The National Debt Makes our Inequality Problem Worse | Opinion

For many Americans, the national debt—now approaching $30 trillion—is an afterthought that must always take a backseat to the social and economic problems of the day. Now, it's the COVID-19 pandemic and recovery. Before that, it was the 2008 recession. Before that, wars in Iraq and Afghanistan. While people are suffering, who can be so callous as to think of debt problems? Future generations can deal with that, right?

But what if I told you that the best evidence available today shows that the growing national debt contributes to massive problems that many on the Left and Right care about, including wealth inequality, poverty and economic stagnation?

On the surface, the link between the debt crisis and poverty seems complicated and unintuitive, but once you take a minute to think it through, the issue actually becomes rather clear.

When the government spends more money than it takes in over several decades and rapidly increases the national debt, as it is doing now, two important things happen. First, more money flows into the economy through government programs—sending tens of millions of Americans checks for $1,400, for example. And second, the Federal Reserve sets interest rates to ultra-low levels to help the national government finance its deficit spending.

Without the Federal Reserve lowering interest rates—the current interest rate set by the Fed is nearly 0 percent—the national government could never afford to spend trillions more than it takes in over the long run, because the resulting interest payments would consume so much of the government's future budgets that it would be completely incapable of functioning properly.

Although lower-income and some middle-income families benefit temporarily from certain government spending programs and low interest rates, the long-term effect is inflation, which drives up prices and makes it difficult for lower-income Americans to amass wealth and move out of poverty. This is especially problematic when the government prints new dollars to give to Americans who have not lost their jobs or had their incomes lowered—a key element of previous COVID-19 relief packages as well as the one now being discussed in Congress.

When people talk about inflation, they have a tendency to think of inflation occurring equally across an entire economy, but economists have long known that price inflation often varies by industry. Over the past three decades, many of the industries most dependent on consumer lending have been the ones that have experienced the greatest amount of inflation.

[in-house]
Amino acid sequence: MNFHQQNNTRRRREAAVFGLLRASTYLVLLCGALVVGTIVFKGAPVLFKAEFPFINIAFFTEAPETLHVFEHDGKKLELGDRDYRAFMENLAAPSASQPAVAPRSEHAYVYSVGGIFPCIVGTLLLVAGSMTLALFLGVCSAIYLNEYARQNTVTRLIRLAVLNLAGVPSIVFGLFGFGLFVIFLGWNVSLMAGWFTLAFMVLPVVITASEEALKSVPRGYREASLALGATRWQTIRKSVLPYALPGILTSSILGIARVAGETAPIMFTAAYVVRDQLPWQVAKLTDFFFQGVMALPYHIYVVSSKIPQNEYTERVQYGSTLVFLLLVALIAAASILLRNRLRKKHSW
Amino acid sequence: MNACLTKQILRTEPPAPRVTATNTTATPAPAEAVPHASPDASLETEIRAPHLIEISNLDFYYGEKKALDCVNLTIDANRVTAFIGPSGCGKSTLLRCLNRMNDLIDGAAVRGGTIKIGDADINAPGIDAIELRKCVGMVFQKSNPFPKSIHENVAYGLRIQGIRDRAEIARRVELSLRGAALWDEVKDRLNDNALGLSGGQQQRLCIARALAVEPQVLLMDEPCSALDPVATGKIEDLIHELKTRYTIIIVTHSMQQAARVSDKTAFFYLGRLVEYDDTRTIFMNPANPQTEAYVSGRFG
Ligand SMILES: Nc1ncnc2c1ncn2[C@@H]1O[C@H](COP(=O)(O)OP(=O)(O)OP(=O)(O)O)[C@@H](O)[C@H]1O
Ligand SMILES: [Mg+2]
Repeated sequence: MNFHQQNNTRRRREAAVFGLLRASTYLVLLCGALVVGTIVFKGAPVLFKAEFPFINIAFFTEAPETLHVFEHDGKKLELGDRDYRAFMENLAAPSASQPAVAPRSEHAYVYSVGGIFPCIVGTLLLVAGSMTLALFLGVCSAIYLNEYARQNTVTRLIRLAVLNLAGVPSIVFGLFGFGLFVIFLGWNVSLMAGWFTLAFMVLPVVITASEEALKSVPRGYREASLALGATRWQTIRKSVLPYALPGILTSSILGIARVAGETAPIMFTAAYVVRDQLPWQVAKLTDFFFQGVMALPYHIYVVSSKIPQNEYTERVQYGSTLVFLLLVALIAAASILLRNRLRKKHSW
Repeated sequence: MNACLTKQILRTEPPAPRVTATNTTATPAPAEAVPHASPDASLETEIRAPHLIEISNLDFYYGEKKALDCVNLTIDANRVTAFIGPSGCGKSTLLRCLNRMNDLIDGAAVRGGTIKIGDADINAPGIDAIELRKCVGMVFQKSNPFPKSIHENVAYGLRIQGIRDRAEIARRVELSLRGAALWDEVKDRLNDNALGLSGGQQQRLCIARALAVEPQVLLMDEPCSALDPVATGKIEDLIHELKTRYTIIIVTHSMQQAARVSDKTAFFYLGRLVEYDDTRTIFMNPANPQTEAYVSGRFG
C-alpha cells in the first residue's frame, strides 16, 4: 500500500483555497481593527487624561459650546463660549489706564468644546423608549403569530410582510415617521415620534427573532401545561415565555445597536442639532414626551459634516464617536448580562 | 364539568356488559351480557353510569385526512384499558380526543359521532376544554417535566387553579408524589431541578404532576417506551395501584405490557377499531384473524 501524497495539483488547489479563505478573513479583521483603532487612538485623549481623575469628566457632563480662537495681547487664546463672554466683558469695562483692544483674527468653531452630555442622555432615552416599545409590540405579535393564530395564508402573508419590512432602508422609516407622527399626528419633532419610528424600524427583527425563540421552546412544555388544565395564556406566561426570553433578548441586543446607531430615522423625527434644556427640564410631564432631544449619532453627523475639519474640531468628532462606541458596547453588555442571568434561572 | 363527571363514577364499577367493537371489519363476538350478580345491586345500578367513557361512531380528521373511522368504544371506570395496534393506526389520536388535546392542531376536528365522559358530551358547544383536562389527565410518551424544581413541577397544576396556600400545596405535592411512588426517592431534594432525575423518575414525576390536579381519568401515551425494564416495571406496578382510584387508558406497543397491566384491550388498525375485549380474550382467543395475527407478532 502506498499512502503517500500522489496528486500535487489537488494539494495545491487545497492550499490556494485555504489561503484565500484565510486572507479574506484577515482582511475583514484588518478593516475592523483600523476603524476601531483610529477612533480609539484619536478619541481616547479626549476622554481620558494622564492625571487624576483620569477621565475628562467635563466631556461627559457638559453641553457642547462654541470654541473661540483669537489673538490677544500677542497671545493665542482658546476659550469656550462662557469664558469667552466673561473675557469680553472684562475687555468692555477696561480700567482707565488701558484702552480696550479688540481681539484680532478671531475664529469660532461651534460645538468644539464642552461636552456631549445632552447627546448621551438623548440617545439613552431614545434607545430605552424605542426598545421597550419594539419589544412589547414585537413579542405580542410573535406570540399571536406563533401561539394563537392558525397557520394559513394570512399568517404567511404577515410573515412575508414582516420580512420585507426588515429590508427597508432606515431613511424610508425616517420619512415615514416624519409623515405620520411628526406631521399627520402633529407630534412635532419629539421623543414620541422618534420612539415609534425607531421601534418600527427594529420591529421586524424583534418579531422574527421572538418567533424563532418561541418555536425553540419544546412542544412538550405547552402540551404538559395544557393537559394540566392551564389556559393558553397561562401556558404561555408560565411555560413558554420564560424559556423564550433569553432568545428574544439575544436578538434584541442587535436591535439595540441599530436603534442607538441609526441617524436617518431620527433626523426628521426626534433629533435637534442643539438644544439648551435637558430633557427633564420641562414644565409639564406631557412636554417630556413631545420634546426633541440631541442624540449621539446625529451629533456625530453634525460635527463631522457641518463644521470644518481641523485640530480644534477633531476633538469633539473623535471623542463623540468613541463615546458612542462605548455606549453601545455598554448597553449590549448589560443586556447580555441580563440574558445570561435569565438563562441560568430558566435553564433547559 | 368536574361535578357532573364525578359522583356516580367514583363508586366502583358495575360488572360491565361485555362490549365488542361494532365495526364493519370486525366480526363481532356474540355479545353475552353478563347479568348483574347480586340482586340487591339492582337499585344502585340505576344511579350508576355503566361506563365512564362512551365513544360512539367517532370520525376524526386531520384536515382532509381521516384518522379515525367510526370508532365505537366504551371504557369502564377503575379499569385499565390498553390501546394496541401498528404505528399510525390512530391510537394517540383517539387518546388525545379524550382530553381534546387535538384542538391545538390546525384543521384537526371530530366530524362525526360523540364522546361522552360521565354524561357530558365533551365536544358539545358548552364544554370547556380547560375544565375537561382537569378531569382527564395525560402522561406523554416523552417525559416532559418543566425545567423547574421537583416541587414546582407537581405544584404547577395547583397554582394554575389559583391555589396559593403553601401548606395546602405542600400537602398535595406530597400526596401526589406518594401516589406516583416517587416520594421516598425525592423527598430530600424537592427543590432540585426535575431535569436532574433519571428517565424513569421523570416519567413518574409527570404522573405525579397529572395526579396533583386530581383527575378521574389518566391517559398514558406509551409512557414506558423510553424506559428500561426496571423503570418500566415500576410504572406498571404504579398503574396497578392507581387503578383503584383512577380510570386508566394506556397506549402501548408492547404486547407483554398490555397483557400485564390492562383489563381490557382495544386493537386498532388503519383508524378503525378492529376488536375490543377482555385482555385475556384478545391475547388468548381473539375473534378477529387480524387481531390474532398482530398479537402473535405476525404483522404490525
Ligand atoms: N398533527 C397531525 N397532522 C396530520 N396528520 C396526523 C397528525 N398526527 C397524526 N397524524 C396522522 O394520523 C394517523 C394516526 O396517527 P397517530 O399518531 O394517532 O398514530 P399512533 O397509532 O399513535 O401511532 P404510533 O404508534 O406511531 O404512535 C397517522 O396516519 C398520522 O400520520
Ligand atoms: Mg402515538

For example, despite giant recessions in 2008 and 2020, the average sales price of a home at the end of 2020 was more than 35 percent higher than it was at the start of 2008, and more than 50 percent higher than it was in the first quarter of 2009.

Similarly, the average cost of a new car and college tuition have also increased dramatically. The primary drivers in all of these cases have been government spending and low interest rates created by the Fed.

U.S. stimulus check May 2008
Stimulus checks being prepared for printing in May 2008 in Philadelphia, Pennsylvania. A $600 stimulus payment issued in January as a prepaid debit card was reported to have vanished when a resident attempted to transfer the payment to his bank account. Jeff Fusco/Getty Images

It is middle-class and lower-income Americans who are hurt the most by these cost increases.

Wall Street tycoons, investors and large corporations, on the other hand, benefit tremendously from lower interest rates and big government spending programs. They use low interest rates to amass even larger fortunes by gaining access to ever greater loan amounts, because banks are much more willing to lend when the Fed sets low interest rates.

Wall Street and many corporations also benefit from the government pumping money into the economy, because much of that money ends up in the stock market, sending stock prices higher even during the most chaotic economic times. In addition, consumers tend to use stimulus money on high-priced items offered by large corporations.

You don't have to look hard to find proof that government spending and low interest rates have increased wealth inequality. Analyses and research examining wealth inequality show that inequality grew dramatically in America from 1980 to the mid-2010s, a period marked by shrinking interest rates and increasing national deficits and government spending.

The problem has only become much worse in the post-coronavirus economy, which has undoubtedly benefited gigantic corporations like Amazon the most, while crushing smaller businesses and entrepreneurs across the United States.

These problems are going to continue to get worse over time, unless the national government reverses course and only spends money on programs and policies that are absolutely essential—the exact opposite of President Joe Biden's current proposal to fix the economy.

If the national government were to reduce spending over time, deficits would decrease and interest rates and inflation could return to normal levels.

After all, it does little good to send lower-income Americans checks for $1,400 if the average cost of homes, cars and college degrees increase by tens of thousands of dollars every five to 10 years.

Justin Haskins is the Editorial Director and a Research Fellow at the Heartland Institute.

The views expressed in this article are the writer's own.